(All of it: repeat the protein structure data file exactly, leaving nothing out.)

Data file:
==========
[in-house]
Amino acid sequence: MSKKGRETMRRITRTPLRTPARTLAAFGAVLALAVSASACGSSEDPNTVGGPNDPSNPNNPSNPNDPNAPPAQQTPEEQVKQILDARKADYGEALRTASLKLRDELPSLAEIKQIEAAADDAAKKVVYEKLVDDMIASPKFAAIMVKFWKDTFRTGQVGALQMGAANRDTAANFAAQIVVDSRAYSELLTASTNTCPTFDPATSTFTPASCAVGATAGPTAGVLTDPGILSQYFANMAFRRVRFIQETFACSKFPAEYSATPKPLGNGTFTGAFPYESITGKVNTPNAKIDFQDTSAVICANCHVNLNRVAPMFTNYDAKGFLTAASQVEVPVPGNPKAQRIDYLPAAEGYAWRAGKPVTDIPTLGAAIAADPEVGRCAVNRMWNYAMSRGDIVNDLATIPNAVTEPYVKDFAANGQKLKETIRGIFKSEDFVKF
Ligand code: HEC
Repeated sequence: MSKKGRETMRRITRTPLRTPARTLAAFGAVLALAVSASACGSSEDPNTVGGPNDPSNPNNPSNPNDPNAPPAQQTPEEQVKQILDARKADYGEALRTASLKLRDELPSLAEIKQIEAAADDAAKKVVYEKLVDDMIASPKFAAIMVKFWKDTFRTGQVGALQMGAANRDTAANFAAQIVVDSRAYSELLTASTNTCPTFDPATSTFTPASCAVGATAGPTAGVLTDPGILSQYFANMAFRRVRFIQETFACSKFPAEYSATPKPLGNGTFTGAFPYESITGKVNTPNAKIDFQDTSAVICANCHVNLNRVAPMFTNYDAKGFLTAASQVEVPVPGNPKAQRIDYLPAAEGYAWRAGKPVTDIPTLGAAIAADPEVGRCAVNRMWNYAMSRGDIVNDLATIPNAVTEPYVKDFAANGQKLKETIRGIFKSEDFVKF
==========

[in-house]
Amino acid sequence: MSKKGRETMRRITRTPLRTPARTLAAFGAVLALAVSASACGSSEDPNTVGGPNDPSNPNNPSNPNDPNAPPAQQTPEEQVKQILDARKADYGEALRTASLKLRDELPSLAEIKQIEAAADDAAKKVVYEKLVDDMIASPKFAAIMVKFWKDTFRTGQVGALQMGAANRDTAANFAAQIVVDSRAYSELLTASTNTCPTFDPATSTFTPASCAVGATAGPTAGVLTDPGILSQYFANMAFRRVRFIQETFACSKFPAEYSATPKPLGNGTFTGAFPYESITGKVNTPNAKIDFQDTSAVICANCHVNLNRVAPMFTNYDAKGFLTAASQVEVPVPGNPKAQRIDYLPAAEGYAWRAGKPVTDIPTLGAAIAADPEVGRCAVNRMWNYAMSRGDIVNDLATIPNAVTEPYVKDFAANGQKLKETIRGIFKSEDFVKF
Ligand code: HEC
Repeated sequence: MSKKGRETMRRITRTPLRTPARTLAAFGAVLALAVSASACGSSEDPNTVGGPNDPSNPNNPSNPNDPNAPPAQQTPEEQVKQILDARKADYGEALRTASLKLRDELPSLAEIKQIEAAADDAAKKVVYEKLVDDMIASPKFAAIMVKFWKDTFRTGQVGALQMGAANRDTAANFAAQIVVDSRAYSELLTASTNTCPTFDPATSTFTPASCAVGATAGPTAGVLTDPGILSQYFANMAFRRVRFIQETFACSKFPAEYSATPKPLGNGTFTGAFPYESITGKVNTPNAKIDFQDTSAVICANCHVNLNRVAPMFTNYDAKGFLTAASQVEVPVPGNPKAQRIDYLPAAEGYAWRAGKPVTDIPTLGAAIAADPEVGRCAVNRMWNYAMSRGDIVNDLATIPNAVTEPYVKDFAANGQKLKETIRGIFKSEDFVKF